Kenya Power to link western region to geothermal

Kenya Power will construct an 85-kilometre power line between Narok and Bomet to connect western Kenya to cheap power produced at the Olkaria geothermal fields.

The line will be the second one connecting the region to cheap power. The first one, passing through Lessos to Kisumu, is being constructed by the Kenya Electricity Transmission Company (Ketraco) and is scheduled for completion in September.

Kenya Power said yesterday the Bomet line would complete a redundancy ring and ensure that western Kenya has access to more stable power. Currently, power utilities rely on costly thermal power plants and imports from Uganda to power the region.

The Sondu Miriu hydro power plant, the major cheap power source in the area, is less reliable as it does not have a reservoir and only generates power during the rainy season.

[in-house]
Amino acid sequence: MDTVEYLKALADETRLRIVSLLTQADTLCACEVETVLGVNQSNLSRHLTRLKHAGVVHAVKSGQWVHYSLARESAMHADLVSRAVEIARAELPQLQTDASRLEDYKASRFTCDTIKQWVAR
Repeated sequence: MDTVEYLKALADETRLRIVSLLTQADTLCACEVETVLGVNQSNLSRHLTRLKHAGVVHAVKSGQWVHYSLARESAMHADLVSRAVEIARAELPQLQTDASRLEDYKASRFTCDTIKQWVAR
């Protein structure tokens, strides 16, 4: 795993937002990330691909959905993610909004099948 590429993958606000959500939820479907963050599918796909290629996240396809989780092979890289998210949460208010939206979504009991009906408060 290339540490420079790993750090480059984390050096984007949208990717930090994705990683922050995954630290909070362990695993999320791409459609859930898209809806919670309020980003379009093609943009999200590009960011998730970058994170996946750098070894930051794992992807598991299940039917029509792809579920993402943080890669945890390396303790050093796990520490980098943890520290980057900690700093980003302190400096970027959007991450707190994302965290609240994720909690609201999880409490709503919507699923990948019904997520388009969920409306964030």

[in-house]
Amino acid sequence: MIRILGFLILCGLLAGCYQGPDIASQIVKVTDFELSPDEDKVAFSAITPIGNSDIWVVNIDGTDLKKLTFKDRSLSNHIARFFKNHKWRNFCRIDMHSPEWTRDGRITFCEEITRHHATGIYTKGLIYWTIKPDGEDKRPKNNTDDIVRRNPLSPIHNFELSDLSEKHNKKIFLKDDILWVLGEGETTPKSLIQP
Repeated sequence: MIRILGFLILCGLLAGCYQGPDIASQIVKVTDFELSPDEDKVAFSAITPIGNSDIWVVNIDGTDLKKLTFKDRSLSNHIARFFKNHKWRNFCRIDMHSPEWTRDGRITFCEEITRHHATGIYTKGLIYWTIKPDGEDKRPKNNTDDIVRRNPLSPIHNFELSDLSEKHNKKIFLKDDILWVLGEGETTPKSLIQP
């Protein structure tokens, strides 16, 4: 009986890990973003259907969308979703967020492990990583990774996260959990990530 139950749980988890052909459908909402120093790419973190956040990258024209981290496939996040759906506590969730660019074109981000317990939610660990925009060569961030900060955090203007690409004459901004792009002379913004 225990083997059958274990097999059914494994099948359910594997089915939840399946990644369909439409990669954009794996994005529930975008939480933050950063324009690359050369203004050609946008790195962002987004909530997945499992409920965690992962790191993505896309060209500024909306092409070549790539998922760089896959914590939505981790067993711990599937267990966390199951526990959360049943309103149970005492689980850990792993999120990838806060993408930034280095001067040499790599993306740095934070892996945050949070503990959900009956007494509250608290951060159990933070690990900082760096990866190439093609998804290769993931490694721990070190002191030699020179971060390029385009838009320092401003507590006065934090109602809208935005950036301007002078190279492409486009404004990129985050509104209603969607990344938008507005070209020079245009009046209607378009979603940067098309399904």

“Currently, we have the grid connecting Narok to Olakaria but there is a missing link between the two and Bomet,” said Kenya Power general manager in charge of infrastructure development and network management, David Mwaniki.

Lack of infrastructure

“The line will now connect Bomet to Olkaria and from Bomet, we will be able to supply cheap power to the rest of the region, especially Kisii and South Nyanza.”

Mr Mwaniki said there was a lot of cheap power at Olkaria, but the company could not transmit it to western Kenya due to lack of infrastructure.

The project is financed by the French Development Agency. Kenya Power is in the process of selecting a contractor to build the line that is expected to take two years to complete.

Commissioning the Ketraco line, which has a capacity of 400KV, is expected to result in the retiring of some of the thermal plants, including a 60-megawatt one at Muhoroni.


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